Buddhists believe in the teachings of the Buddha. Which are the Four Noble Truths and the Eight-Fold Path. His first Noble Truth is that life is suffering (dukkha). Life as we normally live it is full of the pleasures and pains of the body and mind; pleasures, he said, do not represent lasting happiness. They are inevitably tied in with suffering since we suffer from wanting them, wanting them to continue, and wanting pain to go so pleasure can come. The second Noble Truth is that suffering is caused by craving—for sense pleasures and for things to be as they are not. We refuse to accept life as it is. The third Noble Truth, however, states that suffering has an end, and the fourth offers the means to that end: the Eight-Fold Path and the Middle Way. If one follows this combined path he or she will attain Nirvana, an indescribable state of all-knowing lucid awareness in which there is only peace and joy.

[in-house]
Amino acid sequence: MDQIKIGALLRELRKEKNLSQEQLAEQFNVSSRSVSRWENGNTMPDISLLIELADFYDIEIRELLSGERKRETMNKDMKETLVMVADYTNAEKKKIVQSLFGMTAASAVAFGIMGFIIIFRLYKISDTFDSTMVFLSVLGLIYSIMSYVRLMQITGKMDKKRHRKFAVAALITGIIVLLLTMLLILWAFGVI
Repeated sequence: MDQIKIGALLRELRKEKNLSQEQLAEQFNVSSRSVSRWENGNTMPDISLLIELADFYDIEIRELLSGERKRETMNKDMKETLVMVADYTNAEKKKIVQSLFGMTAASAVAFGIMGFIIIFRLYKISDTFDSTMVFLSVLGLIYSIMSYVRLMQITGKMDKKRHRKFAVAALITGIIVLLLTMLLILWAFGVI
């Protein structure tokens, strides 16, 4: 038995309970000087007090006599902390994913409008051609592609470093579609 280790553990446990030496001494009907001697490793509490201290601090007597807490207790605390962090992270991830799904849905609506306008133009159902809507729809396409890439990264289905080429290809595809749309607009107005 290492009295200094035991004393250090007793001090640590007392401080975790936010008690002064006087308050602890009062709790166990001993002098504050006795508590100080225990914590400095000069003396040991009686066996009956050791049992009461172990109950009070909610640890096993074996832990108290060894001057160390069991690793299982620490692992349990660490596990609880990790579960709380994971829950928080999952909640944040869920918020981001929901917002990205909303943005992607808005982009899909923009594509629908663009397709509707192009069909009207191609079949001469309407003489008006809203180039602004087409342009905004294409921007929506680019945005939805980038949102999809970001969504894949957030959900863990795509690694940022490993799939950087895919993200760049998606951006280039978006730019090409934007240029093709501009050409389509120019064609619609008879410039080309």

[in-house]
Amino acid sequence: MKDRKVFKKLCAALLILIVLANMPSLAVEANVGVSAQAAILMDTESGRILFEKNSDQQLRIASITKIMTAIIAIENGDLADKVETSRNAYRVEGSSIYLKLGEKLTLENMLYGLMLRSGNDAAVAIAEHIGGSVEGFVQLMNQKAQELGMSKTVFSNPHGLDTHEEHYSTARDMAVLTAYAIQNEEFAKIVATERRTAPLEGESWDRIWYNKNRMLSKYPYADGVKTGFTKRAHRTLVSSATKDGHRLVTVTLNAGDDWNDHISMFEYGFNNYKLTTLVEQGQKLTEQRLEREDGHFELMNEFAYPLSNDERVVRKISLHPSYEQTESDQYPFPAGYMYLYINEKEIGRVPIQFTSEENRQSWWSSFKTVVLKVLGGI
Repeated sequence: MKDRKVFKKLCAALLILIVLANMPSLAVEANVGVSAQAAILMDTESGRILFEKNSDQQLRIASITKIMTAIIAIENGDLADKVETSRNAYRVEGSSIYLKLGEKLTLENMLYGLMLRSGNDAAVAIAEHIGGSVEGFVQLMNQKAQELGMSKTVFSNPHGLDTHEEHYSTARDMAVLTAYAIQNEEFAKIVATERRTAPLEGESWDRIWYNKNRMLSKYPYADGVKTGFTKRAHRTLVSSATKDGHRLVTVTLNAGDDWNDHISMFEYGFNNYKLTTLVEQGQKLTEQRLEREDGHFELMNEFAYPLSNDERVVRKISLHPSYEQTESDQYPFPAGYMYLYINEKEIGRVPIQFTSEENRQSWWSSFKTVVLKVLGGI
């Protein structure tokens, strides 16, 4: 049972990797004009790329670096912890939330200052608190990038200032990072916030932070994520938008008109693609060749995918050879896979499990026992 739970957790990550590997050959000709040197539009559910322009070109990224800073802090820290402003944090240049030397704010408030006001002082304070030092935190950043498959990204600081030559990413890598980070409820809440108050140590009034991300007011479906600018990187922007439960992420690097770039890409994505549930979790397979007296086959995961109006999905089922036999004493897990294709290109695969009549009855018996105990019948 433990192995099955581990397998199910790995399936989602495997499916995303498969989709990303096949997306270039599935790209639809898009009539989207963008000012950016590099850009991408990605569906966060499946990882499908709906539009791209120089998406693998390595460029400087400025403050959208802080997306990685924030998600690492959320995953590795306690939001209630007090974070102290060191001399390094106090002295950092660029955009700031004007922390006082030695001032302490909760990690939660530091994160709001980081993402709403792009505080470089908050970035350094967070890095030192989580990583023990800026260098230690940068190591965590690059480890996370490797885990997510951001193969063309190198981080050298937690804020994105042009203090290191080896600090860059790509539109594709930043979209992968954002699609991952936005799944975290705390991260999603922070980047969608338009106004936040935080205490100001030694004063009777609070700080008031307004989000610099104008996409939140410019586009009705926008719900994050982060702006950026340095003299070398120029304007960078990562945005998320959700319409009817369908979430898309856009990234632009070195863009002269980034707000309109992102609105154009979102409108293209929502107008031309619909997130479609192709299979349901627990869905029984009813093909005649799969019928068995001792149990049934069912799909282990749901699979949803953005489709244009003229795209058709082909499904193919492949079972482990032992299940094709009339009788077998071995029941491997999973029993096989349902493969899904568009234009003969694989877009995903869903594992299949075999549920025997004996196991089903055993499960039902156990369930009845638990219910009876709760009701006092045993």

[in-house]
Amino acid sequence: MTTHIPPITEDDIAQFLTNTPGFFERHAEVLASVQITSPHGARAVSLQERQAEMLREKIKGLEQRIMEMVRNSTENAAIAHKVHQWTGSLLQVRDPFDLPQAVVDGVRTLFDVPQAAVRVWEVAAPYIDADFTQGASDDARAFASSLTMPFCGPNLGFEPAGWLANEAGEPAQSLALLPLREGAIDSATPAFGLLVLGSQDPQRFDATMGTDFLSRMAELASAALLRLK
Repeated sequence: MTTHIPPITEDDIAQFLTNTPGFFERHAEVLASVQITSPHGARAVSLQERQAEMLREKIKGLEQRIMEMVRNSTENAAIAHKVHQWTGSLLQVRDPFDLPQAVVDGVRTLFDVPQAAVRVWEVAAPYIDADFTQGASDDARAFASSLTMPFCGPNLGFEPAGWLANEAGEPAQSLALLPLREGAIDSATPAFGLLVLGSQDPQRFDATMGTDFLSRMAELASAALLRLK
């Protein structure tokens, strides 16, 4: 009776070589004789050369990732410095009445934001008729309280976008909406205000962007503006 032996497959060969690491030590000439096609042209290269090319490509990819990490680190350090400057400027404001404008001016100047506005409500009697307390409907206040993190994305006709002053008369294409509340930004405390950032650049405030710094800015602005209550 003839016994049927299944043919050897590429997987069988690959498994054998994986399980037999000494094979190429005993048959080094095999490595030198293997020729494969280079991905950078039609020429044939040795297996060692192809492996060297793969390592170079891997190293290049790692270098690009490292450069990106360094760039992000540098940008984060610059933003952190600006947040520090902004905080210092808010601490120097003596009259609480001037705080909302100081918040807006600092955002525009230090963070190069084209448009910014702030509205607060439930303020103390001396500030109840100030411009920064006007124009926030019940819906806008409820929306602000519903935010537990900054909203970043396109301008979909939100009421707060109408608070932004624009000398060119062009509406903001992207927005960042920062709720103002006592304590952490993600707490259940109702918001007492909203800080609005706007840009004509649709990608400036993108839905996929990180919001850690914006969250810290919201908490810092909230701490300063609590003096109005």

The Eight-Fold Path—often pictorially represented by an eight-spoked wheel (the Wheel of Dharma) includes: Right Views (the Four Noble Truths), Right Intention, Right Speech, Right Action, Right Livelihood/Occupation, Right Endeavor, Right Mindfulness (total concentration in activity), and Right Concentration (meditation). The Eight-Fold Path is pervaded by the principle of the Middle Way, which characterizes the Buddha's life. The Middle Way represents a rejection of all extremes of thought, emotion, action, and lifestyle. Rather than either severe mortification of the body or a life of indulgence in sense pleasures the Buddha advocated a moderate or "balanced" wandering life-style and the cultivation of mental and emotional equanimity through meditation and morality.